• Freedom; a poem by Annette Raven Perin.
  • Pink Bra Jumps at Skydive Carolina by Curt Vogelsang
  • Alter Ego All-Girls CP Weekend by Carrie Transue
  • Compass & Crow Studios by Marissa Barclay

2014 Drop Zone Awards

You voted, we tabulated! And re-tabulated and re-tabulated and we promise, those are the actual results. We might move to the greater Chicagoland area now. Full winners will be posted online after the new year. Extra copies are available in the Blue Skies Mag shop: 2014 Back Issues.

Photo Interview: Joy Riders by Zach Lewis

BAMF team Joy Riders gets their turn in front of Zach’s lens.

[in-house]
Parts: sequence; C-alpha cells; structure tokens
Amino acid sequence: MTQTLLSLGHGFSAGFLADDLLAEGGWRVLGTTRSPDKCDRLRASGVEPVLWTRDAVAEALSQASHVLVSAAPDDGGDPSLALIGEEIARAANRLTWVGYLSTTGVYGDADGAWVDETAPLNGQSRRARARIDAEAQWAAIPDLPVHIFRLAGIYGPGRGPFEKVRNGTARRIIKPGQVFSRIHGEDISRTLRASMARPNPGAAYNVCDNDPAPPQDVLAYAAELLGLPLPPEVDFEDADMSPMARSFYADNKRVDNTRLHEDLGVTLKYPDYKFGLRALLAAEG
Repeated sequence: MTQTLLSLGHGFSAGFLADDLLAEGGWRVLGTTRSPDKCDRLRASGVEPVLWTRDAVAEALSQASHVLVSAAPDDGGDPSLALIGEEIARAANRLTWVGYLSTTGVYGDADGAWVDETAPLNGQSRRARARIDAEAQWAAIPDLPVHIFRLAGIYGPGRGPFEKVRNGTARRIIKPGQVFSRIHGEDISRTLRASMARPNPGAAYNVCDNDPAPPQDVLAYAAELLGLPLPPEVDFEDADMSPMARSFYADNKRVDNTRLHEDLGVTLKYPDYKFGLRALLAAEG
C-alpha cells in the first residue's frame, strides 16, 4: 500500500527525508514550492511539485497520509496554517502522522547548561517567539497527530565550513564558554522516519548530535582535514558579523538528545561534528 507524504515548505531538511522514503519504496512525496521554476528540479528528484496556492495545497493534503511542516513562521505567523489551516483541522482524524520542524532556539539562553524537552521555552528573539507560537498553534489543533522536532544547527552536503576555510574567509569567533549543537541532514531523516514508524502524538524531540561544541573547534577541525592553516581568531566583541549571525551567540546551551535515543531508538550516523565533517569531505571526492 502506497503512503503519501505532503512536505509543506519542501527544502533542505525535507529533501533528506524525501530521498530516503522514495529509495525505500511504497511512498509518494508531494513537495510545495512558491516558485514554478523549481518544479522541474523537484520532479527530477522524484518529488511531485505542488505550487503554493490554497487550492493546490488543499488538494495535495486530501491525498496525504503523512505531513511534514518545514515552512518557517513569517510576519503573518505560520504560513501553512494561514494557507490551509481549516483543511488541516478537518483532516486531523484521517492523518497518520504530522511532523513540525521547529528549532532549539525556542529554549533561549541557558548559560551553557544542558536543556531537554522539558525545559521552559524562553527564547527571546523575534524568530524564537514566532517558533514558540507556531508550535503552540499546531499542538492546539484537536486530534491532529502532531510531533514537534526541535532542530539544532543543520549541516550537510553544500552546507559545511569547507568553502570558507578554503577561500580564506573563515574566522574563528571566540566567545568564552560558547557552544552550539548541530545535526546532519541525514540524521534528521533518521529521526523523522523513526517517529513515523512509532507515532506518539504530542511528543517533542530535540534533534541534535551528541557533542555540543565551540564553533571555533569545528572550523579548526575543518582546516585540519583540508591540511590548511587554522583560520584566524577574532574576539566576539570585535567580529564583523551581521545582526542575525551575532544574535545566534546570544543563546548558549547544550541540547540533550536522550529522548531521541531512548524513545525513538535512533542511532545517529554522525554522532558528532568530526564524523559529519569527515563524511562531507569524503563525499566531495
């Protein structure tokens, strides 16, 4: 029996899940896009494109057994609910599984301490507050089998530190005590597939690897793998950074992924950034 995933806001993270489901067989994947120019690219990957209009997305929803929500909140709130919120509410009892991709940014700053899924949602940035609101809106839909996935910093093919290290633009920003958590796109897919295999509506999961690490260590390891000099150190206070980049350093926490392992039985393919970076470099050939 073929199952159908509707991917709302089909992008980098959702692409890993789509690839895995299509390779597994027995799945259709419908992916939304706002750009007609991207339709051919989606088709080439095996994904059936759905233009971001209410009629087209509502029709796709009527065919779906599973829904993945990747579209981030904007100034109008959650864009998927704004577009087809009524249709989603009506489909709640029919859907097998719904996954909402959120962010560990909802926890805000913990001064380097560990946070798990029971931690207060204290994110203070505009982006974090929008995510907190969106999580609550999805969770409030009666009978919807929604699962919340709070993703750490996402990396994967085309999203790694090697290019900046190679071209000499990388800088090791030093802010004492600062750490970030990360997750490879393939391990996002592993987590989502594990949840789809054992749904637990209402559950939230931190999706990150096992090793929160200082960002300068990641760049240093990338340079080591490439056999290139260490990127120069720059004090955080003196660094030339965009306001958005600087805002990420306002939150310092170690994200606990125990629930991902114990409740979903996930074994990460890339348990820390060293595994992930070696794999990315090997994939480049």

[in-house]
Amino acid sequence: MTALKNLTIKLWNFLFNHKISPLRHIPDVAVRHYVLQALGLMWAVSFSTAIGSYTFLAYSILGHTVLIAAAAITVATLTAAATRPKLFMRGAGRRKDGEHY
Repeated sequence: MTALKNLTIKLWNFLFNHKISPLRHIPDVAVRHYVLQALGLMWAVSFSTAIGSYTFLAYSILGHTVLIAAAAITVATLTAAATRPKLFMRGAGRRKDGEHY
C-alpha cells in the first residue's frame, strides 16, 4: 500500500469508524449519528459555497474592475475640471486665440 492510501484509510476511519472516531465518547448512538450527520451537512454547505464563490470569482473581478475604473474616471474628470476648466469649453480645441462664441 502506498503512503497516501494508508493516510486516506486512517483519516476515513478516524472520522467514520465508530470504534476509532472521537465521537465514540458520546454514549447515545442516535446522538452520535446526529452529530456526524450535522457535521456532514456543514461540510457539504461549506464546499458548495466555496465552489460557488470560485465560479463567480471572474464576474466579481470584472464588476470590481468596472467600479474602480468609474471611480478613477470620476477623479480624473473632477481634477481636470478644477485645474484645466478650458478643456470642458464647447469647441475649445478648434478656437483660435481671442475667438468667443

“2015 is the year of the JoyRider; we have some super nice projects coming up and I’m really excited to get the chance to play along!”—Anna Moxnes

Get the Shot: Isolate Your Subject by Randy Swallows

Up your photography game with this ongoing series by the sport’s awesomest photographers.

Being deliberate in what you want to shoot will yield one of two results: you will get a shot that varies in perspective to 90 percent of the freefall images around, or you will fail.

Centerfold

Martin Gostner flying the AirDesign RISE 2 Superlight paraglider above Olüdeniz, Turkey. Photo by Josef Nindl.

Tunnel Got You Stiff? by Emma Tranter

We are so excited about this: Emma Tranter is a world-classs yoga instructor at the Yoga Shed in DeLand AND a BAMF tunnel flyer who will spend the next few issues giving you FREE yoga/stretching sequences. This first month focuses on neck and shoulders. Shout out to reddit user Chiemel for inspiring this series!